To sum up the scarce available data, fractionated proton beam radiotherapy for tumors unsuitable for stereotactic radiosurgery is a promising approach that should be further investigated. For detailed assessment of hearing function using repetitive audiometry, a prospective clinical trial is urgently needed. Such a trial is currently conducted at Boston using fractionated proton radiation therapy for vestibular schwannomas and will close recruitment in a couple of months, so results will be pending for multiple years (ClinicalTrials.gov Identifier: NCT01199978).
A special feature of this study is that RICE has been defined as an endpoint, and it was specifically evaluated for its occurrence, clinical presentation, treatment, and time course. Despite all advantageous properties of proton beam radiotherapy presented above, the rate of 16% for RICE needs to be further focused on. Due to close proximity of the irradiated cranial nerve schwannomas to the brain stem, RICE occurred in the vulnerable healthy brain stem tissue (Figure 2). This unfavorable localization was also the reason why RICE treatment was administered liberally, so all of our RICE cases received a short course of corticosteroids. In two (of seven) patients, RICE were mild symptomatic, but corticosteroids relieved symptoms quickly, so none of the patients needed a bevacizumab therapy. Anti-VEGF antibodies like bevacizumab go along with excellent remission rates for RICE and are therefore the treatment of choice in more severe cases of RICE (34, 35). We showed that these lesions occurred after a median of 14 months. In 43%, the lesions regressed during the follow-up period. Due to this observed time course, we recommend a close timeline of follow-up including MRI within the first 2 years. For these 43% of cases, RICE is probably representing a radiation-induced blood-brain barrier disruption and probably not an irreversible radiation necrosis due to its transient nature, as supported by literature (36).
Figure 2 Cases of Radiation-induced Contrast Enhancements (RICE). The image presents all seven cases of RICE observed in our study cohort. Column A presents the planning computer tomography with gross target volume (GTV, green) and planning target volume (PTV, blue) for each patient. Column B demonstrates the treatment plan with isodoses for each patient. Column C presents the follow-up magnetic resonance imaging (MRI) with the observed RICE at the time of its first notice and a projection of the initial GTV and PTV in this MRI with an enlargement of this region (column D).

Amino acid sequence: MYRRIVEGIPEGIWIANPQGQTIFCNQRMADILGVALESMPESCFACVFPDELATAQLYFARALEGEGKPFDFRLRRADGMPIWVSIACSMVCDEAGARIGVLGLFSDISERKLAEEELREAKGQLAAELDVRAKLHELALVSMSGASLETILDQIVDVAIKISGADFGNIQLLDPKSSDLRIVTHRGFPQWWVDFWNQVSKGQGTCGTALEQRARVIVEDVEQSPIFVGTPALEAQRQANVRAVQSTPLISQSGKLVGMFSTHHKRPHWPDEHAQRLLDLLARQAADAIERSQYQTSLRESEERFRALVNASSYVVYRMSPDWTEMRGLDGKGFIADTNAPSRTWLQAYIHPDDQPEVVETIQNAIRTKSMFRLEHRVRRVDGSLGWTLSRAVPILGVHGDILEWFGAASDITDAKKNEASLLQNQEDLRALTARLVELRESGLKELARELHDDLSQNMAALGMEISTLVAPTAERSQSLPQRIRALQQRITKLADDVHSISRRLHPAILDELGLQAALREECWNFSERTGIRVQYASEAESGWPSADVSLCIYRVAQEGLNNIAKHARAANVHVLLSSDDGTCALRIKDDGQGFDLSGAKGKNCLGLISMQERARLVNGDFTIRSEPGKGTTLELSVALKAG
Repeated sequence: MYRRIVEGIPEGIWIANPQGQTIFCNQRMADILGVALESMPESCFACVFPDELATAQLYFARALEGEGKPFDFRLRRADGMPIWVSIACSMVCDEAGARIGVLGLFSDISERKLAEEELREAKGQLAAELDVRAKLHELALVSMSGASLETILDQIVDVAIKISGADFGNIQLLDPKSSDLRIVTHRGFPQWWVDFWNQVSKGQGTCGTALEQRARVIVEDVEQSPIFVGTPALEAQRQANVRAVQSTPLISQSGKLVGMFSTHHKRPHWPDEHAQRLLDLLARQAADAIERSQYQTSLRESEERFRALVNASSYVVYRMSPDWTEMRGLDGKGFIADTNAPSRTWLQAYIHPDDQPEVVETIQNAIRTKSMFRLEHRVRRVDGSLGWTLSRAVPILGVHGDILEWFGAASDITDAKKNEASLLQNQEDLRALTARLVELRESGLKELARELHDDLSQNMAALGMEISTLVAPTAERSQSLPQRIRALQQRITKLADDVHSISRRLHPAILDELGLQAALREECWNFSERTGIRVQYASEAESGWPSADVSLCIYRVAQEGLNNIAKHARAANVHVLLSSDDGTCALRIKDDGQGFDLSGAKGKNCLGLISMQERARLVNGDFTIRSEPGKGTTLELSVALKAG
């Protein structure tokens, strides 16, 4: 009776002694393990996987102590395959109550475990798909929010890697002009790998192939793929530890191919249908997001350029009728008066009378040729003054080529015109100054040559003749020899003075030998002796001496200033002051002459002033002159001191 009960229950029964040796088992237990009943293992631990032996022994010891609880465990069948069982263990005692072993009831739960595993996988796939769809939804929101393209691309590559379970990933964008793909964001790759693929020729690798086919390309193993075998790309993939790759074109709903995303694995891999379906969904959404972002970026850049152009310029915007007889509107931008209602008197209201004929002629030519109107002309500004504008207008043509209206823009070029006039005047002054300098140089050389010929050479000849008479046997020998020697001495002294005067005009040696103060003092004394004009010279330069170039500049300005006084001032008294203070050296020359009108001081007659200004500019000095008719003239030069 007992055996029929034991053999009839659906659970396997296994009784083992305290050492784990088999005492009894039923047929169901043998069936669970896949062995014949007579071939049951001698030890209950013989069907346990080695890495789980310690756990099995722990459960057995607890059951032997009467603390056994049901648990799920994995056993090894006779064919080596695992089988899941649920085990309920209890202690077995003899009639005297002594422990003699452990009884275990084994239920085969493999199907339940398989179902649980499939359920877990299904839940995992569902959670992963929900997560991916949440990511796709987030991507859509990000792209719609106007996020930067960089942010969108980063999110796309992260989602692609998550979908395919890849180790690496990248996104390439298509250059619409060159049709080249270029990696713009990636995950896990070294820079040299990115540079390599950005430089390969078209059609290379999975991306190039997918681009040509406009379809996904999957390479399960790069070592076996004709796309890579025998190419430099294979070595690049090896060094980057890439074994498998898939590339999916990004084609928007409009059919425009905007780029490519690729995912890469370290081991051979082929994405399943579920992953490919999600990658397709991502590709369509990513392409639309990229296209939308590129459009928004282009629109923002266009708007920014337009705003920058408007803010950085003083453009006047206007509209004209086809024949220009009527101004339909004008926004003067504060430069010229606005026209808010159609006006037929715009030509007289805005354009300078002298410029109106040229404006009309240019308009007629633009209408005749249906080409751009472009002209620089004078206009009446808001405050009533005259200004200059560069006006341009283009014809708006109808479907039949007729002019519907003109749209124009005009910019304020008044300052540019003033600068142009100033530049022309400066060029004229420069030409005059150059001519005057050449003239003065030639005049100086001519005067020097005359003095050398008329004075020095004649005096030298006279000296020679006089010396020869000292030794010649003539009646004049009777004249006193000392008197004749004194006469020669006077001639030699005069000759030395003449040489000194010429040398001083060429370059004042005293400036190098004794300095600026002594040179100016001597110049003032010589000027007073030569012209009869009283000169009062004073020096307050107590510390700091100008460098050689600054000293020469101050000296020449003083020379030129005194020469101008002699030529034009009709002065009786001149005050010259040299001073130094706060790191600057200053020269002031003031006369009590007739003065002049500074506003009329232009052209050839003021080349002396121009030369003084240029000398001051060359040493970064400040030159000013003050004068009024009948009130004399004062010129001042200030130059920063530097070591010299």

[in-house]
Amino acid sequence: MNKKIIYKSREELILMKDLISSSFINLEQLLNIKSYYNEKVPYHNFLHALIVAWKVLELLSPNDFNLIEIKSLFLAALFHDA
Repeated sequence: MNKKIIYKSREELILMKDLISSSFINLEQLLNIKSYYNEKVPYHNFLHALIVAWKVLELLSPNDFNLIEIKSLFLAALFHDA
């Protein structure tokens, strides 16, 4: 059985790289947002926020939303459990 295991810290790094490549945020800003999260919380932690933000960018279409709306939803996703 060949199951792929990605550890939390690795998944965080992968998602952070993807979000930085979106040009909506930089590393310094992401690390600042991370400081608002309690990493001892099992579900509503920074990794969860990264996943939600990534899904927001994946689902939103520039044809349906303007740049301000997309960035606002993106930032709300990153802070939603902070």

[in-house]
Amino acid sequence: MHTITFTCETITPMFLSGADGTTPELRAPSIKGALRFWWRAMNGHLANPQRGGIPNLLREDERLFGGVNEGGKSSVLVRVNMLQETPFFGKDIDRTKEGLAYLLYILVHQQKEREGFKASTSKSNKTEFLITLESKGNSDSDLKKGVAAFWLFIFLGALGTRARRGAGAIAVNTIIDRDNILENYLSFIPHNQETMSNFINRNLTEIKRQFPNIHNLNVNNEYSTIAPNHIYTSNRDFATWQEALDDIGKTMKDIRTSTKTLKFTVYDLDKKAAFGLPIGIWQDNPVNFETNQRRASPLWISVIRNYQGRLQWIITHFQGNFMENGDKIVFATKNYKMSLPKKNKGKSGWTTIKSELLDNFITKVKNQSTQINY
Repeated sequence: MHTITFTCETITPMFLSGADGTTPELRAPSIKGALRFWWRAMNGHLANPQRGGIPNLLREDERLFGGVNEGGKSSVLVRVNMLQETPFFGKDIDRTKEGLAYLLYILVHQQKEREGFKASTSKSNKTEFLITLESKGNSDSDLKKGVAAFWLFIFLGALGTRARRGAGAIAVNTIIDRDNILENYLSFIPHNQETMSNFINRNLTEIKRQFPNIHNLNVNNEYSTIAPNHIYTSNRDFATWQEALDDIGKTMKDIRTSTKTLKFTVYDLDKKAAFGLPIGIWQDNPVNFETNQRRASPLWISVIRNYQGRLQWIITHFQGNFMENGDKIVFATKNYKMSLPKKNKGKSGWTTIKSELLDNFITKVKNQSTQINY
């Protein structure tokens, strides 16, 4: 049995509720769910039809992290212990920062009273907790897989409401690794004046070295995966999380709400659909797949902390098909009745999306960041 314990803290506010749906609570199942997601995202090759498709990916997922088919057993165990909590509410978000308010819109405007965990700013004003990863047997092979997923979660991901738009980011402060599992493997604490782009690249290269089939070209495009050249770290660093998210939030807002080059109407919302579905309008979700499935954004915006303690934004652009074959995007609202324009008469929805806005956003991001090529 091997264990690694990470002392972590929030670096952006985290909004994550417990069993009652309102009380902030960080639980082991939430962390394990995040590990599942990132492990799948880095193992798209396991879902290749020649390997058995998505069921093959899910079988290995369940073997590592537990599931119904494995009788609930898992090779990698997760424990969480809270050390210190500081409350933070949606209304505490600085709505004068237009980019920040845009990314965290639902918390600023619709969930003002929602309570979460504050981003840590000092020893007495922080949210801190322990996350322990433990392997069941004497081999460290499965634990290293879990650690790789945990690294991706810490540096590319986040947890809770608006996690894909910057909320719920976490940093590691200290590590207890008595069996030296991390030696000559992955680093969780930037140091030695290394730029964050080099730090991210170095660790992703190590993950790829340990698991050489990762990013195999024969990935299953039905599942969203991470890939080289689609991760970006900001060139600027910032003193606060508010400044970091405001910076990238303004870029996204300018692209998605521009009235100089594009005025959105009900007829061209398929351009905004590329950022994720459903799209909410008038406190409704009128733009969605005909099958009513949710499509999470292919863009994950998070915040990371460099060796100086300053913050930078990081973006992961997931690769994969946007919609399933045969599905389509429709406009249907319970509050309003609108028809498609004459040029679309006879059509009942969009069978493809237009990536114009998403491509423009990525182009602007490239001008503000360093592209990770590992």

While the applied dose is standard (16), nearly half of our patients received up to six fractions per week, which is due to historical reasons and can therefore be regarded as slight acceleration. We decided at our institution not to proceed the irradiation with six fractions per week for central nervous system tumors as a safety measure. Nevertheless, this was not an influencing factor in the performed exploratory analysis regarding toxicity, RICE, or response of the treatment, but power was lacking. PTV conformity was sufficient in these cases, so inconformity can be excluded as a potential cause for RICE.
Another hypothesis is that the current technique of dose calculation for proton beam radiotherapy underestimates the real regional biological effectiveness as currently heavily discussed in the proton beam radiotherapy community. Interestingly, an RICE localization exactly behind the peak and therefore exactly distally to the target volume is a typical finding (as also depicted in Figure 1). The current method of dose prescription in PRT has known weaknesses. This leads to an uncertainty in dose calculation and therefore to underdosed and overdosed areas. Possibly, also an intrinsic difference in radiosensitivity of different brain tissue types might play a role and makes adaptions in proton beam radiotherapy planning necessary. First approaches for a physical risk model to estimate the probability of the occurrence of RICE for low-grade gliomas can be found in the literature (15). To reduce the risk for RICE without compromising the excellent oncologic outcomes, PRT planning needs to be improved further.
In summary, PRT was demonstrated to be effective and yielded high rates of cranial nerve functional preservation. The comparably low cranial nerve toxicity rates are promising, but the follow-up period needs to be further expanded. Also, a longer follow-up is needed. The analysis of RICE in this context is described for the first time. Even if no clinical relevance of RICE occurrence was demonstrated and corticosteroid response was good, it is above our understanding why some patients develop RICE and therefore further research is needed. Patients should undergo MRIs on a regular basis after cranial PRT.
These data demonstrate excellent effectiveness with 100% local control in a median follow-up period of 3.6 years with a promising cranial nerve functional protection rate of 80%. RICE occurred in 16% of the patients after PRT and were not or only mildly symptomatic but made a short course of dexamethasone necessary.
Data Availability Statement
The raw data supporting the conclusions of this article will be made available by the authors, without undue reservation.
The studies involving human participants were reviewed and approved by Heidelberg University ethics committee, January 2018 (#S-832/2018). Written informed consent for participation was not required for this study in accordance with the national legislation and the institutional requirements.
TE, LK, KH, and JD planned and supervised this analysis. TE performed data extraction and review. TE, RES, and DK performed all statistical analysis. TE reviewed data analysis and drafted the manuscript. All authors contributed patient data and participated in reviewing and improving analysis and manuscript. All authors read and approved the final manuscript.